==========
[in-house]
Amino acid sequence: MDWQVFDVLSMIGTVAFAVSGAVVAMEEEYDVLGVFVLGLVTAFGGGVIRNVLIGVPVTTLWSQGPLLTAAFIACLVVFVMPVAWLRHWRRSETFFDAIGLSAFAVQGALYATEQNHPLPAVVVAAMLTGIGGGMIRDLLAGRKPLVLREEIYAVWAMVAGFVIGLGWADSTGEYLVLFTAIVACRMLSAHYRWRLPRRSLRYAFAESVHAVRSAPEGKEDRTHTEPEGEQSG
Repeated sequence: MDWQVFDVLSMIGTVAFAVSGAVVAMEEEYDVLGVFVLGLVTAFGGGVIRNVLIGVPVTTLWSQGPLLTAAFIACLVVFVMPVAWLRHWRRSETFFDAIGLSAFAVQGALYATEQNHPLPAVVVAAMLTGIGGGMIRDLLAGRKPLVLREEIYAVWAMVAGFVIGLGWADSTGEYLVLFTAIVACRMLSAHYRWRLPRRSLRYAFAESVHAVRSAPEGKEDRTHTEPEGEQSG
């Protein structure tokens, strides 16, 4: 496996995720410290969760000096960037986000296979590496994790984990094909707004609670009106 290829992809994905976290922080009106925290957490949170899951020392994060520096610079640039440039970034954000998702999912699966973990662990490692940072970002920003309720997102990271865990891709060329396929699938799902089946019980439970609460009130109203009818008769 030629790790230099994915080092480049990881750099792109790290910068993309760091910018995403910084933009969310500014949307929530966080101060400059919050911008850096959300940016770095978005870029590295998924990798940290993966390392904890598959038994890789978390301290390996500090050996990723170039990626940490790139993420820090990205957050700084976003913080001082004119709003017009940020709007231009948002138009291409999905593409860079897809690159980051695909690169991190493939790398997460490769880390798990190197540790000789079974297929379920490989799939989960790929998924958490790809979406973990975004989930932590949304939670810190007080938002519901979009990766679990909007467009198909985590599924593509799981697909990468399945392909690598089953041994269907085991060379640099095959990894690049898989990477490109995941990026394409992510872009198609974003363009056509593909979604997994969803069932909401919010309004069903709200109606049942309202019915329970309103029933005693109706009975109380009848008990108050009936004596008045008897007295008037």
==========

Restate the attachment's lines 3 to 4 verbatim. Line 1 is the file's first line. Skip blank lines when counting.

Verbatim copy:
Repeated sequence: MDWQVFDVLSMIGTVAFAVSGAVVAMEEEYDVLGVFVLGLVTAFGGGVIRNVLIGVPVTTLWSQGPLLTAAFIACLVVFVMPVAWLRHWRRSETFFDAIGLSAFAVQGALYATEQNHPLPAVVVAAMLTGIGGGMIRDLLAGRKPLVLREEIYAVWAMVAGFVIGLGWADSTGEYLVLFTAIVACRMLSAHYRWRLPRRSLRYAFAESVHAVRSAPEGKEDRTHTEPEGEQSG
């Protein structure tokens, strides 16, 4: 496996995720410290969760000096960037986000296979590496994790984990094909707004609670009106 290829992809994905976290922080009106925290957490949170899951020392994060520096610079640039440039970034954000998702999912699966973990662990490692940072970002920003309720997102990271865990891709060329396929699938799902089946019980439970609460009130109203009818008769 030629790790230099994915080092480049990881750099792109790290910068993309760091910018995403910084933009969310500014949307929530966080101060400059919050911008850096959300940016770095978005870029590295998924990798940290993966390392904890598959038994890789978390301290390996500090050996990723170039990626940490790139993420820090990205957050700084976003913080001082004119709003017009940020709007231009948002138009291409999905593409860079897809690159980051695909690169991190493939790398997460490769880390798990190197540790000789079974297929379920490989799939989960790929998924958490790809979406973990975004989930932590949304939670810190007080938002519901979009990766679990909007467009198909985590599924593509799981697909990468399945392909690598089953041994269907085991060379640099095959990894690049898989990477490109995941990026394409992510872009198609974003363009056509593909979604997994969803069932909401919010309004069903709200109606049942309202019915329970309103029933005693109706009975109380009848008990108050009936004596008045008897007295008037």